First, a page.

Posts Tagged ‘arrest for videotaping’

More and more individuals are being empowered to use modern technology to defend themselves and to document events. Most individuals use their phone cameras and other devices automatically whenever they feel a need to record events which are transpiring and don’t even think twice about doing so because the technology is so immediate and easy to use. Plus, most of us feel that we have a right to protect ourselves, and we know that stuff you can get on YouTube or post on the internet is what will be listened to.

But, if you do this in Illinois, you face the risk of prosecution, even when you are recording wrongdoing by other individuals; not only law enforcement, but also just about any public official. As the article below shows, the law in IL is virtually the worst in the country. These laws need to be changed or challenged in court because they are being used improperly to sanction actions against ordinary citizens, and we have less freedom than individuals in other countries.

Chicago State’s Attorney Lets Bad Cops Slide, Prosecutes Citizens Who Record Them

“…In a study published the same year, University of Chicago Law Professor Craig B. Futterman found 10,000 complaints filed against Chicago police officers between 2002 and 2004, more than any city in the country. When adjusted for population, that’s still about 40 percent above the national average. Even more troubling, of those 10,000 complaints, just 19 resulted in any significant disciplinary action. In 85 percent of complaints, the police department cleared the accused officer without even bothering to interview him.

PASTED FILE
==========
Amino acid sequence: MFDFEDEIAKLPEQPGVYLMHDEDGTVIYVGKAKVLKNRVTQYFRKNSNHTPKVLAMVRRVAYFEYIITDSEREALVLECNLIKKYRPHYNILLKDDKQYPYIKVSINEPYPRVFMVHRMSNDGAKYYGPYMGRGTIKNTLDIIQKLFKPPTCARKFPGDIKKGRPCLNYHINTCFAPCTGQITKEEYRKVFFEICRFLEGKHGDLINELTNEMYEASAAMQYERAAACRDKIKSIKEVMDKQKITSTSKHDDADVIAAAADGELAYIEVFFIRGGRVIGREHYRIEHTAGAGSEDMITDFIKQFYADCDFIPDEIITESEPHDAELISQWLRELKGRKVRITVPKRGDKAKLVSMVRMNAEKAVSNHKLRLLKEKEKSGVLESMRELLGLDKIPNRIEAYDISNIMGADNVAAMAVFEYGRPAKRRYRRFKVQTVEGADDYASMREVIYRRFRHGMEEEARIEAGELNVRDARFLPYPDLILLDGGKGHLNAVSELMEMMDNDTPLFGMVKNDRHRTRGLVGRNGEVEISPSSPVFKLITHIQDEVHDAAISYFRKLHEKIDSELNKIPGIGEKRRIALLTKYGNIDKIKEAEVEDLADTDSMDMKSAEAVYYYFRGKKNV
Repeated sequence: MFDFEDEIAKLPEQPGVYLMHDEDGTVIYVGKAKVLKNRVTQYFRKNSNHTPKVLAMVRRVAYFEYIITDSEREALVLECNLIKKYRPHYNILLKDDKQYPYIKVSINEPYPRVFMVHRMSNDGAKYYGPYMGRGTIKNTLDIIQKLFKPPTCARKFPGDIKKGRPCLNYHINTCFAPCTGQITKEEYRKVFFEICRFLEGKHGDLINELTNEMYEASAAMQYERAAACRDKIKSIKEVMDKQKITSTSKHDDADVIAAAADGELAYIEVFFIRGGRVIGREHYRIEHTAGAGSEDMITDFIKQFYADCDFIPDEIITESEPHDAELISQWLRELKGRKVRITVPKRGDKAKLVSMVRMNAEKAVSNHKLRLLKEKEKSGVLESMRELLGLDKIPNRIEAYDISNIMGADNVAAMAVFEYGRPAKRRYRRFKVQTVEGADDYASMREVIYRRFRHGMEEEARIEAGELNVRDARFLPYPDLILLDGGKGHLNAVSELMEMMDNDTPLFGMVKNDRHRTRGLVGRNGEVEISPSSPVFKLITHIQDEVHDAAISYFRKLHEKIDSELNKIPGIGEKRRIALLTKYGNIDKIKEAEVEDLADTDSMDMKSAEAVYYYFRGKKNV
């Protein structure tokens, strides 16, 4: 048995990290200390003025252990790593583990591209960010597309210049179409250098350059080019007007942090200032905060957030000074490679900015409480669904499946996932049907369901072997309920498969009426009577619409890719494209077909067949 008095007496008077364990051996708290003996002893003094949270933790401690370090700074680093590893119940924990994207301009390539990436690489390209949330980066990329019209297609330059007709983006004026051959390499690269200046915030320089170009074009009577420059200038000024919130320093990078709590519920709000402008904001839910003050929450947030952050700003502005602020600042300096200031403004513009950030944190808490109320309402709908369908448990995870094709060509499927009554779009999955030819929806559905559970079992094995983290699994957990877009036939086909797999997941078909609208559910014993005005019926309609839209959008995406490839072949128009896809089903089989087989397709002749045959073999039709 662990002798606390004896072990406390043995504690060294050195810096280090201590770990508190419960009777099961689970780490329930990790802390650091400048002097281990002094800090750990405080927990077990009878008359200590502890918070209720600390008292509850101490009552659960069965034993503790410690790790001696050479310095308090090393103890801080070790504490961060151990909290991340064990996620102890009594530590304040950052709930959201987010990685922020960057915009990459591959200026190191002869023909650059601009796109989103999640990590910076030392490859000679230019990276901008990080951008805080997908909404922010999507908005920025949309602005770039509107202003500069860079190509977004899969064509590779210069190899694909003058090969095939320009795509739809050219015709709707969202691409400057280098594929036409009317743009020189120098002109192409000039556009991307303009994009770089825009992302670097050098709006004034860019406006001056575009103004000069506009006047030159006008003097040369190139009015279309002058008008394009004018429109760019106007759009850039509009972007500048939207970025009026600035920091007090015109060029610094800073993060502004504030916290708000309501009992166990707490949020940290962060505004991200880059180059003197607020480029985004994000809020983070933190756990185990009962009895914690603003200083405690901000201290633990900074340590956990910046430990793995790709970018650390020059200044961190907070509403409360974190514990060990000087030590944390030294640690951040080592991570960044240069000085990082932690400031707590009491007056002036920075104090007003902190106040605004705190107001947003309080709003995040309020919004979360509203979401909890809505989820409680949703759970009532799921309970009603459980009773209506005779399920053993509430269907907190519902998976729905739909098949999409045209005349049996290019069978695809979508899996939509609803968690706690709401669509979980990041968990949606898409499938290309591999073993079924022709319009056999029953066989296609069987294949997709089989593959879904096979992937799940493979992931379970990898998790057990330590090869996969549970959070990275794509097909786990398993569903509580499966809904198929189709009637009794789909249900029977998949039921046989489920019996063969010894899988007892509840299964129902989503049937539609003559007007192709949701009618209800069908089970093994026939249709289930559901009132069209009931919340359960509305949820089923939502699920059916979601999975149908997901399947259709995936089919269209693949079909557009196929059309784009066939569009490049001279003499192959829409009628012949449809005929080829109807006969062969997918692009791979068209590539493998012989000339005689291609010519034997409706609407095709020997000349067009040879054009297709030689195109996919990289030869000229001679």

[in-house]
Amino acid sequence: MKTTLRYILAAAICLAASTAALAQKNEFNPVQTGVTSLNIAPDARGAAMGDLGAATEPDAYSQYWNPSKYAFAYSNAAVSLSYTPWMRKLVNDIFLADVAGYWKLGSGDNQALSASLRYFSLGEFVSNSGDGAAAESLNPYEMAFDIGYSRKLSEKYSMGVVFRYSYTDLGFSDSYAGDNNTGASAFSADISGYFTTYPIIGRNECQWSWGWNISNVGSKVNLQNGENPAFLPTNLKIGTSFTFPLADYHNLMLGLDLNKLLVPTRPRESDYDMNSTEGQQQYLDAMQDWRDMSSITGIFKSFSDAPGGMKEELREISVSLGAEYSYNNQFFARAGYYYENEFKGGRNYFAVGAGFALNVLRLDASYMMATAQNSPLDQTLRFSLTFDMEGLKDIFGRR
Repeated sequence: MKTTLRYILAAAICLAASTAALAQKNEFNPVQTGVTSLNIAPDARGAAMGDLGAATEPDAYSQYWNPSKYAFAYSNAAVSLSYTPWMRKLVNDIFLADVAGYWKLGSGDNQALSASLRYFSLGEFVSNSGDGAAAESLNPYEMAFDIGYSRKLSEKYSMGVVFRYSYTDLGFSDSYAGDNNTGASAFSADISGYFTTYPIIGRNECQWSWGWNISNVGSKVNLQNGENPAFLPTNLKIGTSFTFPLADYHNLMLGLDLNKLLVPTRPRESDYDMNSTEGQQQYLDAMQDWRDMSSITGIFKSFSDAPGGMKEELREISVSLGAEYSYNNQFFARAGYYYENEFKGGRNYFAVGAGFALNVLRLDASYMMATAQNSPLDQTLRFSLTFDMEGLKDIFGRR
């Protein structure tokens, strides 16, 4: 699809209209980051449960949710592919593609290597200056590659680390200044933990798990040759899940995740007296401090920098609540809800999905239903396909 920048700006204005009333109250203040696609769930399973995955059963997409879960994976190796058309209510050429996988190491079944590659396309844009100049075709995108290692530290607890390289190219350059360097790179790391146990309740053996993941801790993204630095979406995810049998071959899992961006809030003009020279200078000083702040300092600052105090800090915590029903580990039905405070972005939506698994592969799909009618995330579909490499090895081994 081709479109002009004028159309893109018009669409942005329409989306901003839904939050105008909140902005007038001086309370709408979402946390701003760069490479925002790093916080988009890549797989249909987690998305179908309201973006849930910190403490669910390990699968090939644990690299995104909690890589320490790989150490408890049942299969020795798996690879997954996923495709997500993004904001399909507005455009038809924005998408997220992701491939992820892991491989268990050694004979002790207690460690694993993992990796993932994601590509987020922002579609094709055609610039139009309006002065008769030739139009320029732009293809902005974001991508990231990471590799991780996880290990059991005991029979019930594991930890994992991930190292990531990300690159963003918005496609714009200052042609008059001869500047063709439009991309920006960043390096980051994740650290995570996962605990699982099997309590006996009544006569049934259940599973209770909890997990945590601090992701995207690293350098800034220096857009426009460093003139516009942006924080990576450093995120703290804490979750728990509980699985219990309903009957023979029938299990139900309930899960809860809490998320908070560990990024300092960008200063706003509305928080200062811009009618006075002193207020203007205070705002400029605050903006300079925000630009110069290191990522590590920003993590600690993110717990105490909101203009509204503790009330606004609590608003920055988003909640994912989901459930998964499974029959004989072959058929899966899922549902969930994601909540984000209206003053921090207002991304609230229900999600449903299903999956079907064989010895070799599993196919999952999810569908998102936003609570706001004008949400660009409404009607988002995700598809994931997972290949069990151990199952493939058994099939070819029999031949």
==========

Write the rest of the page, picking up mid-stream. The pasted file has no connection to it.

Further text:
Yet Alvarez feels it necessary to devote time and resources to prosecuting Chicagoans who, given the figures and anecdotes above, feel compelled to hit the record button when confronted by a city cop…”

“…When a citizen and a police officer have a confrontation, the police officer’s narrative has always been given deference by prosecutors, judges and juries — in the same way governments in more oppressive parts of the world have the power to project their own version of events as truth.

Citizens in America and across the globe now have the ability to preserve and present a more objective narrative. This is a positive thing — for democracy, for good government and for a fairer criminal justice system. U.S. courts and legislatures need to make it abundantly, unambiguously clear that not only do citizens have the right to record on-duty police officers, but that cops and prosecutors who violate that right will be held accountable.”